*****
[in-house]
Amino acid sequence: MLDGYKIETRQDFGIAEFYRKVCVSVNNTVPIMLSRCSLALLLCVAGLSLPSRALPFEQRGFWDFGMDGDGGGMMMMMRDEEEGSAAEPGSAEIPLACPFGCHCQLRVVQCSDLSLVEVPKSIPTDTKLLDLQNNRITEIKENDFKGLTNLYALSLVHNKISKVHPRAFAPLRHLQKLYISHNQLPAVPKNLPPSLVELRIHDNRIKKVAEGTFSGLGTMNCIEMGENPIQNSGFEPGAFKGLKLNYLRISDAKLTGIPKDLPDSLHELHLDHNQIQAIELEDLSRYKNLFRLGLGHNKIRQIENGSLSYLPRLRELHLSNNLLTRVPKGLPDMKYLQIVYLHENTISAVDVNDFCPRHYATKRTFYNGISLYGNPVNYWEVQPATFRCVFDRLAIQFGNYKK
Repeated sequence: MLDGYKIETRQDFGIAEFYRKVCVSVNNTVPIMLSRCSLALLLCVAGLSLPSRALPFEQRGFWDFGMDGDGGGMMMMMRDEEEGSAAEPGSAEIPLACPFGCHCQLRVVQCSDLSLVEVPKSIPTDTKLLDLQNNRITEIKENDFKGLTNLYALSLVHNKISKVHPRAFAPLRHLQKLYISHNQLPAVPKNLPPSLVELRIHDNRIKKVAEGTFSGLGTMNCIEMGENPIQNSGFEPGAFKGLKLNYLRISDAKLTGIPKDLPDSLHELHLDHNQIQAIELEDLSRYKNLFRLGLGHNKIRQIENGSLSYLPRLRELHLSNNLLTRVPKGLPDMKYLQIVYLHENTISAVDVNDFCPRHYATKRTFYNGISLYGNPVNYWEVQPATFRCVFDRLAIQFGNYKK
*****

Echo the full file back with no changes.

[in-house]
Amino acid sequence: MLDGYKIETRQDFGIAEFYRKVCVSVNNTVPIMLSRCSLALLLCVAGLSLPSRALPFEQRGFWDFGMDGDGGGMMMMMRDEEEGSAAEPGSAEIPLACPFGCHCQLRVVQCSDLSLVEVPKSIPTDTKLLDLQNNRITEIKENDFKGLTNLYALSLVHNKISKVHPRAFAPLRHLQKLYISHNQLPAVPKNLPPSLVELRIHDNRIKKVAEGTFSGLGTMNCIEMGENPIQNSGFEPGAFKGLKLNYLRISDAKLTGIPKDLPDSLHELHLDHNQIQAIELEDLSRYKNLFRLGLGHNKIRQIENGSLSYLPRLRELHLSNNLLTRVPKGLPDMKYLQIVYLHENTISAVDVNDFCPRHYATKRTFYNGISLYGNPVNYWEVQPATFRCVFDRLAIQFGNYKK
Repeated sequence: MLDGYKIETRQDFGIAEFYRKVCVSVNNTVPIMLSRCSLALLLCVAGLSLPSRALPFEQRGFWDFGMDGDGGGMMMMMRDEEEGSAAEPGSAEIPLACPFGCHCQLRVVQCSDLSLVEVPKSIPTDTKLLDLQNNRITEIKENDFKGLTNLYALSLVHNKISKVHPRAFAPLRHLQKLYISHNQLPAVPKNLPPSLVELRIHDNRIKKVAEGTFSGLGTMNCIEMGENPIQNSGFEPGAFKGLKLNYLRISDAKLTGIPKDLPDSLHELHLDHNQIQAIELEDLSRYKNLFRLGLGHNKIRQIENGSLSYLPRLRELHLSNNLLTRVPKGLPDMKYLQIVYLHENTISAVDVNDFCPRHYATKRTFYNGISLYGNPVNYWEVQPATFRCVFDRLAIQFGNYKK